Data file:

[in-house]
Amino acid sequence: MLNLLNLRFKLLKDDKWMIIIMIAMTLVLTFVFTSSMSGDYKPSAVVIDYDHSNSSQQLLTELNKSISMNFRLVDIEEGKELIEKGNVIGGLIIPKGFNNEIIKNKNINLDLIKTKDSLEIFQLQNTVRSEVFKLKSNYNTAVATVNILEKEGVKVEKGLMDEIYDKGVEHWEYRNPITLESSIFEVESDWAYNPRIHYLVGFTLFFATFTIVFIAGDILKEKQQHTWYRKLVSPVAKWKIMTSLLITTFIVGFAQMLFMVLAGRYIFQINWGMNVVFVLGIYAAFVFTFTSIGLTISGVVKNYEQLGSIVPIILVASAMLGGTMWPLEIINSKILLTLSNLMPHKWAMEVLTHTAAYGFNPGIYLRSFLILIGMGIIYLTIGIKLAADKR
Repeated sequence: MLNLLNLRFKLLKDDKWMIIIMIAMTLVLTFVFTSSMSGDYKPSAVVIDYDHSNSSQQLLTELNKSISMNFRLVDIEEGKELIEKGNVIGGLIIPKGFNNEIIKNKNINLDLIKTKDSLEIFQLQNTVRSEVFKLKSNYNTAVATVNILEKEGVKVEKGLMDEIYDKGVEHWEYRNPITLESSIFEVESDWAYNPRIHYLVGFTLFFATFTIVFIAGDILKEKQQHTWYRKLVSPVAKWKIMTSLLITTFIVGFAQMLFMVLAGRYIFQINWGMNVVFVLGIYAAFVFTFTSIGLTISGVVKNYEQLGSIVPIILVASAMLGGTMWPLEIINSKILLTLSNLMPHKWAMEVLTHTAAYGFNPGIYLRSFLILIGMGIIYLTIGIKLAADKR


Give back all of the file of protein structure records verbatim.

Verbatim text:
[in-house]
Amino acid sequence: MLNLLNLRFKLLKDDKWMIIIMIAMTLVLTFVFTSSMSGDYKPSAVVIDYDHSNSSQQLLTELNKSISMNFRLVDIEEGKELIEKGNVIGGLIIPKGFNNEIIKNKNINLDLIKTKDSLEIFQLQNTVRSEVFKLKSNYNTAVATVNILEKEGVKVEKGLMDEIYDKGVEHWEYRNPITLESSIFEVESDWAYNPRIHYLVGFTLFFATFTIVFIAGDILKEKQQHTWYRKLVSPVAKWKIMTSLLITTFIVGFAQMLFMVLAGRYIFQINWGMNVVFVLGIYAAFVFTFTSIGLTISGVVKNYEQLGSIVPIILVASAMLGGTMWPLEIINSKILLTLSNLMPHKWAMEVLTHTAAYGFNPGIYLRSFLILIGMGIIYLTIGIKLAADKR
Repeated sequence: MLNLLNLRFKLLKDDKWMIIIMIAMTLVLTFVFTSSMSGDYKPSAVVIDYDHSNSSQQLLTELNKSISMNFRLVDIEEGKELIEKGNVIGGLIIPKGFNNEIIKNKNINLDLIKTKDSLEIFQLQNTVRSEVFKLKSNYNTAVATVNILEKEGVKVEKGLMDEIYDKGVEHWEYRNPITLESSIFEVESDWAYNPRIHYLVGFTLFFATFTIVFIAGDILKEKQQHTWYRKLVSPVAKWKIMTSLLITTFIVGFAQMLFMVLAGRYIFQINWGMNVVFVLGIYAAFVFTFTSIGLTISGVVKNYEQLGSIVPIILVASAMLGGTMWPLEIINSKILLTLSNLMPHKWAMEVLTHTAAYGFNPGIYLRSFLILIGMGIIYLTIGIKLAADKR